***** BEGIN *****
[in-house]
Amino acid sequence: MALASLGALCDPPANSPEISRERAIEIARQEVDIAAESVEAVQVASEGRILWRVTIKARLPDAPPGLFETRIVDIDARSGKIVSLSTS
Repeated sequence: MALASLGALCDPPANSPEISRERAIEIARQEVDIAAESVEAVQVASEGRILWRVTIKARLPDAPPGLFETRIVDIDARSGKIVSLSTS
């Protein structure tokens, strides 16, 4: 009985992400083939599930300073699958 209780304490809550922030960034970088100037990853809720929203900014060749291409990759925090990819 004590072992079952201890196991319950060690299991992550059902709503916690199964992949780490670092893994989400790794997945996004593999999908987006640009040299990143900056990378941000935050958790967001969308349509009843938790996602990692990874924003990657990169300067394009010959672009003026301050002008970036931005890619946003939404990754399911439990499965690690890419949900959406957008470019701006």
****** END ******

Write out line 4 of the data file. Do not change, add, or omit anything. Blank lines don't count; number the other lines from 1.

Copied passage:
């Protein structure tokens, strides 16, 4: 009985992400083939599930300073699958 209780304490809550922030960034970088100037990853809720929203900014060749291409990759925090990819 004590072992079952201890196991319950060690299991992550059902709503916690199964992949780490670092893994989400790794997945996004593999999908987006640009040299990143900056990378941000935050958790967001969308349509009843938790996602990692990874924003990657990169300067394009010959672009003026301050002008970036931005890619946003939404990754399911439990499965690690890419949900959406957008470019701006």